"Honestly, I'm enough of a narcissist to think 'I can do that' about anything. Except draw. I'm a terrible drawer. So, sometimes I'm wrong, but guess what? There's always something else."

If Not Here, Then Where: "I can do what I do anywhere. Houston is my home and I'll always keep some sort of foothold here. We're gaining a well-deserved reputation as an arts city and the community is growing. Of course, I want to try my hand at acting and directing in New York one of these days, but only to satisfy my inner 16 year old girl. I see myself as a Houstonian and being here all the time."

What's Next: "A lot more of the same," Walker says. "Producing original work, including Big Head's popular showcases. Writing another 'full length'--forgive me, Mr. Albee--play about a family in a hospital maternity waiting room."

Walker's plans also include, "Writing some one-woman shows, LeighzaLand: Declaration of a Sovereign Nation, Observations from the LeighzaSphere, and Names Have Been Changed But You Know Who You Are--I wanna be Tamarie Cooper when I grow up. Gathering information. Learning to ride a motorcycle. Falling in love. Jumping out of an airplane. Grandkids. Building a house. Building a treehouse. Posting on Facebook. Whatever I want because this is it, folks. This is your life. Do something. I'll do it with you."

More Creatives for 2012 (In order of most recently published; click here for the full page).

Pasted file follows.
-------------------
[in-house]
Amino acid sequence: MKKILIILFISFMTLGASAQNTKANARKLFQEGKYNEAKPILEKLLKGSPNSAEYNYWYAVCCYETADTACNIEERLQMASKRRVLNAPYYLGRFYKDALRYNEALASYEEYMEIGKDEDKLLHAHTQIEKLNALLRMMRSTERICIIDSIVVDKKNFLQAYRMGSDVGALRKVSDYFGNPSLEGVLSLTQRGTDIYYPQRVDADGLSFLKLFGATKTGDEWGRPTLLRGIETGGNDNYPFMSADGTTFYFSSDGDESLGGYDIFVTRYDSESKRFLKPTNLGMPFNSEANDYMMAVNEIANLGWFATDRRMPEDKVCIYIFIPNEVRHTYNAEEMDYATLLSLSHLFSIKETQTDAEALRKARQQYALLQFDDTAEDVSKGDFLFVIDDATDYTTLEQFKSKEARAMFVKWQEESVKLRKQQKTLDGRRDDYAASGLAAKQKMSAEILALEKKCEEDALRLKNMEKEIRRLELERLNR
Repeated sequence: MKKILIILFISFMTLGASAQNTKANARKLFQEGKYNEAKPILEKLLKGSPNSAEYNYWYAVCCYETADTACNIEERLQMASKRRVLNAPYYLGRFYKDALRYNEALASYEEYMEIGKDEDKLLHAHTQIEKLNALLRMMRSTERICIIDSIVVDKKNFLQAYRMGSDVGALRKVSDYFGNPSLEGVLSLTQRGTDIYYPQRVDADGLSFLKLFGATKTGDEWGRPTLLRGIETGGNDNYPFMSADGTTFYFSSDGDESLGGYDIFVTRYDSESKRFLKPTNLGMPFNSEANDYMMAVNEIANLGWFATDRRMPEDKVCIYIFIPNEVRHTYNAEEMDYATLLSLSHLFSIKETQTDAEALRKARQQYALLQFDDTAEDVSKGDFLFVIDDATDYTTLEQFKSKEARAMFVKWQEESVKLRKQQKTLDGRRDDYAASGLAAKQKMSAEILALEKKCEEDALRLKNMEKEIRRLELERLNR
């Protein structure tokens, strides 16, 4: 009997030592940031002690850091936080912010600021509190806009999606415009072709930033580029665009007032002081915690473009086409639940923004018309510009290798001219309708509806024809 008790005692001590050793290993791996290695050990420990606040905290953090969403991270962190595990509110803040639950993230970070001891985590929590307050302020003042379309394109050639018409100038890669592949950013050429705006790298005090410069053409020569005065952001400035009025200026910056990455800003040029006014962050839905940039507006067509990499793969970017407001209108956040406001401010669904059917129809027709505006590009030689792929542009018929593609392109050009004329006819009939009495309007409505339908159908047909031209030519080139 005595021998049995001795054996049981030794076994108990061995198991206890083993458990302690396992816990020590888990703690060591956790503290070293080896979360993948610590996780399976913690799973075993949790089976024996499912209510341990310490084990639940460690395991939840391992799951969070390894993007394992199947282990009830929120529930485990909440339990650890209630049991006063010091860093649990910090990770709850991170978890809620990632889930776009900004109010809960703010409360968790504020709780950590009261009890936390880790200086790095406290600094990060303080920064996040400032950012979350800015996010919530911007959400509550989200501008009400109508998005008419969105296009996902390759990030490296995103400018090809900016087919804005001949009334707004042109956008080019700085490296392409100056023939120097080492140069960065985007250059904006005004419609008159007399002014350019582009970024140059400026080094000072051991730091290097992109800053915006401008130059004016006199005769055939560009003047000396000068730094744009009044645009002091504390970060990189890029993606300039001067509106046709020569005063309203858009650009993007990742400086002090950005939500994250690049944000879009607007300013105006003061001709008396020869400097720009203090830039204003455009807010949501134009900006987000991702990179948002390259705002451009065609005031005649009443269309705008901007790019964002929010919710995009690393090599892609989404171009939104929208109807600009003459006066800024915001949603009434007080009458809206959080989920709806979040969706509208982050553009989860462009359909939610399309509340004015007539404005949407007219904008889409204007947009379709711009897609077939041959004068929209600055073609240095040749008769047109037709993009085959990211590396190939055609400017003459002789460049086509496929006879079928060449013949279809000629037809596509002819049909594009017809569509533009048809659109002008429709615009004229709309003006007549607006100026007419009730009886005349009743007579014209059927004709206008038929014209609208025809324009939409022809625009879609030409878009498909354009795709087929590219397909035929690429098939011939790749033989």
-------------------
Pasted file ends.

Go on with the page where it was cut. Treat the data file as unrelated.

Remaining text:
Macy Perrone, costume designer Elsa Briggs, Painter, jewelry maker Baldemar Rodriguez, film director/producer and actor Linarejos Moreno, photographer Heather Rainwater, artist, jewelry maker Detria Ward, actress and entrepreneur Justin Cronin, book author Mark Ivy, actor Lauren Luna, painter and shoe designer Sarah Cortez, writer Kent Dorn, drawer, painter, artist Lillian Warren, painter Carl Lindahl, folklorist, UH professor Sutapa Ghosh, film producer and Indian Film Festival of Houston organizer Tom Stell, actor, writer, director Gregory Oaks, teacher and Poison Pen co-founder Oliver Halkowich, dancer and performer Lupe Mendez, poet and poem pusher Jason Nodler, artistic director, playwright, director Ana Treviño-Godfrey, musician Matthew Detrick, classical musician Travis Ammons, filmmaker Florence Garvey, actress Julia Gabriel, artist, designer and backpack maker Rebecca French, choreographer and FrenetiCore co-founder Kiki Neumann, found object folk artist Flynn Prejean, Poster Artist JoDee Engle, dancer David Rainey, actor, artistic director and teacher Geoff Hippenstiel, painter, art instructor Jessica Janes, actress and musician Dennis Draper, actor and director Mat Johnson, novelist and tweeter Orna Feinstein, printmaker and installation artist Adriana Soto, jewelry designer Domokos Benczédi, Noise and Collage Artist Robert Boswell, Book Author, UH Prof Patrick Turk, visual artist Elizabeth Keel, playwright Bob Martin, designer Mary Lampe, short film promoter and developer Nisha Gosar, Indian classical dancer Jeremy Wells, painter George Brock, theater teacher Radu Runcanu, painter Ariane Roesch, Mixed-Media Sandie Zilker, art jewelry maker Philip Hayes, actor Patrick Palmer, painter Ana Mae Holmes, Jewelry Designer John Tyson, actor Jerry Ochoa, violinist and filmmaker Raul Gonzalez, painter, sculptor, photographer Roy Williams, DJ of medieval music Laura Burlton, photographer David Peck, fashion designer Rebecca Udden, theater director Donae Cangelosi Chramosta, vintage designer handbag dealer Paul Fredric, author John Sparagana, photographer Damon Smith, musician and visual artist Geoff Winningham, photographer Johnathon Michael Espinoza, visual artist Jaemi Blair Loeb, conductor Katya Horner, photographer Johnathan Felton, artist Nicoletta Maranos, cosplayer Carol Simmons, hair stylist Joseph "JoeP" Palmore, actor, poet Greg Carter, director Kenn McLaughlin, theater director Justin Whitney, musician Antone Pham, tattoo artist Susie Silbert, crafts Lauralee Capelo, hair designer Marisol Monasterio, flamenco dancer Carmina Bell, promoter and DJ ReShonda Tate Billingsley, writer Kiki Lucas, choreographer and director J.J. Johnston, theater director Mary Margaret Hansen, artist Richard Tallent, photographer Viswa Subbaraman, opera director Emily Sloan, sculptor and performance artist Sonja Roesch, gallery owner Enrique Carreón-Robledo, conductor Sandy Ewen, musician Camella Clements, puppeteer Wade Wilson, gallery owner Magid Salmi, photographer Carl Williams, playwright